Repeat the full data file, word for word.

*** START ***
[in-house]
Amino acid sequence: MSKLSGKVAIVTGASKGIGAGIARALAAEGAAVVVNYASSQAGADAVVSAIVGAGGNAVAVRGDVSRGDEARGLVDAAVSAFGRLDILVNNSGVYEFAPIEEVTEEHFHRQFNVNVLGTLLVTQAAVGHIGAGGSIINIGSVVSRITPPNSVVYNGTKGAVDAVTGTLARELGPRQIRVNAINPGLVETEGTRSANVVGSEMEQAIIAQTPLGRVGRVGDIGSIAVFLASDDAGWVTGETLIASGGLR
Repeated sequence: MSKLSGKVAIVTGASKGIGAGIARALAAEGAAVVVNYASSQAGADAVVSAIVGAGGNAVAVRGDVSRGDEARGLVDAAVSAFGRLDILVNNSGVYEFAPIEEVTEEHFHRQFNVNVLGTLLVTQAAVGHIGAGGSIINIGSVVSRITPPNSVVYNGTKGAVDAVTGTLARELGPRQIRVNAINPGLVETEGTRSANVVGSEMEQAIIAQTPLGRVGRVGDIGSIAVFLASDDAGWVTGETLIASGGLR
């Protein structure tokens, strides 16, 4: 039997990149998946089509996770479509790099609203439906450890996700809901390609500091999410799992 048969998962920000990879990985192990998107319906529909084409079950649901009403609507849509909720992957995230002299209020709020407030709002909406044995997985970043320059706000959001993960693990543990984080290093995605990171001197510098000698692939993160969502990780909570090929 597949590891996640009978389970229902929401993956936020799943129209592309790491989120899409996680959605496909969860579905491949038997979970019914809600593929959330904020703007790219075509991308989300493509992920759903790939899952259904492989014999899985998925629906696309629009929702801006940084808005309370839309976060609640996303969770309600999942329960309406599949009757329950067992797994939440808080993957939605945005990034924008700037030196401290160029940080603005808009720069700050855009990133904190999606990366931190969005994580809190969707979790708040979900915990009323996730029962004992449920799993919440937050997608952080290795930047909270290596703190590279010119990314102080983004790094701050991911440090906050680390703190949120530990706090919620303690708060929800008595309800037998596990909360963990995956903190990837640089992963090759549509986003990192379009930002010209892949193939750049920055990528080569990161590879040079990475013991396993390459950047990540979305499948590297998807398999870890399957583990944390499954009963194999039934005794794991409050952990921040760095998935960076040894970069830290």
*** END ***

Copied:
[in-house]
Amino acid sequence: MSKLSGKVAIVTGASKGIGAGIARALAAEGAAVVVNYASSQAGADAVVSAIVGAGGNAVAVRGDVSRGDEARGLVDAAVSAFGRLDILVNNSGVYEFAPIEEVTEEHFHRQFNVNVLGTLLVTQAAVGHIGAGGSIINIGSVVSRITPPNSVVYNGTKGAVDAVTGTLARELGPRQIRVNAINPGLVETEGTRSANVVGSEMEQAIIAQTPLGRVGRVGDIGSIAVFLASDDAGWVTGETLIASGGLR
Repeated sequence: MSKLSGKVAIVTGASKGIGAGIARALAAEGAAVVVNYASSQAGADAVVSAIVGAGGNAVAVRGDVSRGDEARGLVDAAVSAFGRLDILVNNSGVYEFAPIEEVTEEHFHRQFNVNVLGTLLVTQAAVGHIGAGGSIINIGSVVSRITPPNSVVYNGTKGAVDAVTGTLARELGPRQIRVNAINPGLVETEGTRSANVVGSEMEQAIIAQTPLGRVGRVGDIGSIAVFLASDDAGWVTGETLIASGGLR
């Protein structure tokens, strides 16, 4: 039997990149998946089509996770479509790099609203439906450890996700809901390609500091999410799992 048969998962920000990879990985192990998107319906529909084409079950649901009403609507849509909720992957995230002299209020709020407030709002909406044995997985970043320059706000959001993960693990543990984080290093995605990171001197510098000698692939993160969502990780909570090929 597949590891996640009978389970229902929401993956936020799943129209592309790491989120899409996680959605496909969860579905491949038997979970019914809600593929959330904020703007790219075509991308989300493509992920759903790939899952259904492989014999899985998925629906696309629009929702801006940084808005309370839309976060609640996303969770309600999942329960309406599949009757329950067992797994939440808080993957939605945005990034924008700037030196401290160029940080603005808009720069700050855009990133904190999606990366931190969005994580809190969707979790708040979900915990009323996730029962004992449920799993919440937050997608952080290795930047909270290596703190590279010119990314102080983004790094701050991911440090906050680390703190949120530990706090919620303690708060929800008595309800037998596990909360963990995956903190990837640089992963090759549509986003990192379009930002010209892949193939750049920055990528080569990161590879040079990475013991396993390459950047990540979305499948590297998807398999870890399957583990944390499954009963194999039934005794794991409050952990921040760095998935960076040894970069830290």